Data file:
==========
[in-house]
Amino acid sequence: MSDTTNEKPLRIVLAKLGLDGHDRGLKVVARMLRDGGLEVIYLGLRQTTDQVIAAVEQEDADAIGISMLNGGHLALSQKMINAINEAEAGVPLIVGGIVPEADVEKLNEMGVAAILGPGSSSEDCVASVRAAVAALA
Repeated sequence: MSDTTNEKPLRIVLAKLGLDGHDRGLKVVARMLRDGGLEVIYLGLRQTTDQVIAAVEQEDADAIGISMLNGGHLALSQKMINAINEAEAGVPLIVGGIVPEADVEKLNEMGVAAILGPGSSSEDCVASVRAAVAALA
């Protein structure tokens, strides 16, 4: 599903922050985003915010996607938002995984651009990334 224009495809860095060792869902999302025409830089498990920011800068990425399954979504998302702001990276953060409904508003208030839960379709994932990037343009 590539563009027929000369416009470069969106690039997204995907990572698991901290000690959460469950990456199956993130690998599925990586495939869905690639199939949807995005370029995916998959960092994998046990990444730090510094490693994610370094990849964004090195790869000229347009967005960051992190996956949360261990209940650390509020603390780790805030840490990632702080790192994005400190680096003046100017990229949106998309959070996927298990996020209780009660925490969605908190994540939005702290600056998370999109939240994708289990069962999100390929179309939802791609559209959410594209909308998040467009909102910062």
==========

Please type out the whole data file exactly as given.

[in-house]
Amino acid sequence: MSDTTNEKPLRIVLAKLGLDGHDRGLKVVARMLRDGGLEVIYLGLRQTTDQVIAAVEQEDADAIGISMLNGGHLALSQKMINAINEAEAGVPLIVGGIVPEADVEKLNEMGVAAILGPGSSSEDCVASVRAAVAALA
Repeated sequence: MSDTTNEKPLRIVLAKLGLDGHDRGLKVVARMLRDGGLEVIYLGLRQTTDQVIAAVEQEDADAIGISMLNGGHLALSQKMINAINEAEAGVPLIVGGIVPEADVEKLNEMGVAAILGPGSSSEDCVASVRAAVAALA
């Protein structure tokens, strides 16, 4: 599903922050985003915010996607938002995984651009990334 224009495809860095060792869902999302025409830089498990920011800068990425399954979504998302702001990276953060409904508003208030839960379709994932990037343009 590539563009027929000369416009470069969106690039997204995907990572698991901290000690959460469950990456199956993130690998599925990586495939869905690639199939949807995005370029995916998959960092994998046990990444730090510094490693994610370094990849964004090195790869000229347009967005960051992190996956949360261990209940650390509020603390780790805030840490990632702080790192994005400190680096003046100017990229949106998309959070996927298990996020209780009660925490969605908190994540939005702290600056998370999109939240994708289990069962999100390929179309939802791609559209959410594209909308998040467009909102910062």